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J2 IGA (Over 21) Waiver of Two-Year Foreign Residency Requirement, Interested Government Agency Approval for Filipino Client in San Francisco California

by JP Sarmiento on December 4, 2017

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CASE: J-2 Waiver of Two-Year Foreign Residency Requirement / Over 21-year-old dependent child


LOCATION: San Francisco, CA

Our client is a citizen of the Philippines who came to the U.S. on a J-2 Visa in November 2015.  He came with his mother who came on a J-1 Visa for her teaching program in the United States. Both were subject to the two-year foreign residency requirement, meaning they had to go back to their home country for two-years before they can apply for permanent residency or some non-immigrant visa such as the H, L, F, and O visas.

After our client came to the United States, he completed his high school and was admitted to the University to pursue his bachelor’s degree. He wanted to change his status from J-2 to F-1 in the United States.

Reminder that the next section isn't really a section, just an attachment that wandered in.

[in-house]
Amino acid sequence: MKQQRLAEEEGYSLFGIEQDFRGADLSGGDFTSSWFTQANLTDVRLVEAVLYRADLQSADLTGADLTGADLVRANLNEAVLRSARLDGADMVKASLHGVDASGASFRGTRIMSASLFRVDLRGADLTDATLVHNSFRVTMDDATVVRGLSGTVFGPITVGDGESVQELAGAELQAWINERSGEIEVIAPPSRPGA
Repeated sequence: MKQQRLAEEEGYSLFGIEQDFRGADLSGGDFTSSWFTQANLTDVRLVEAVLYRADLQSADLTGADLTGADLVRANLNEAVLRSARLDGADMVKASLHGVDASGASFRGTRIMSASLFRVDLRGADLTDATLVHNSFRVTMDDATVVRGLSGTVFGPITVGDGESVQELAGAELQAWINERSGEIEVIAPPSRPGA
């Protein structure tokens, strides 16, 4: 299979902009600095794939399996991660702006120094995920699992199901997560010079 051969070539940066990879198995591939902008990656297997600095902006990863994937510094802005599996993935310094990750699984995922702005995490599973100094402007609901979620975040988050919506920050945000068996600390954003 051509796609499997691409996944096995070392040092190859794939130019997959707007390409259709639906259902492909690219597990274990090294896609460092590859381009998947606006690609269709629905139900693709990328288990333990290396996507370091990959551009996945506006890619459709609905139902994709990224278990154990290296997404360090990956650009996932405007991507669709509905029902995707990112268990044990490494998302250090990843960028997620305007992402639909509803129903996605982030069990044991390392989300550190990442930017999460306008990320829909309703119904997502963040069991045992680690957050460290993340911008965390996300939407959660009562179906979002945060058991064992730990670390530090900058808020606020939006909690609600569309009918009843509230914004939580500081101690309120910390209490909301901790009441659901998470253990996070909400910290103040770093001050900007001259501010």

He turned 21 in September 2017. He would like to get a waiver because he wanted to change his status from J-2 to F-1. However, because of his two-year foreign residency requirement, our client cannot change his status in the United States without the fulfillment of requirement or the waiver.

Although J-2 dependents cannot independently apply for a waiver, in cases where a J-2 child reaches 21, the Waiver Review Division may consider requests for waivers on behalf of the J-2 dependent.  The Department of State’s policy allows for that process in instances where the J-2 dependent obtains a divorce form the J-1 principal, the J-1 principal dies, or in cases where the J-2 dependent turns 21, which is our client’s case. In fact, our client turned 21 in September 2017.

Our firm was retained to do his J-2 waiver, and on September 22, 2017, the J-2 Waiver application (Form DS-3035 and supporting documents) was filed to the Department of State. We also sent a request to the DOS to be an interested government agency and recommend this waiver based on the fact that our client reached the age of 21 and was not a dependent of a J-1 visa holder anymore.  Eventually, on October 16, 2017, the DOS recommended to the United States Citizenship and Immigration Service (USCIS) that our client be granted a waiver.  On November 14, 2017, the USCIS issued an I-612 approval notice for our client’s waiver request.

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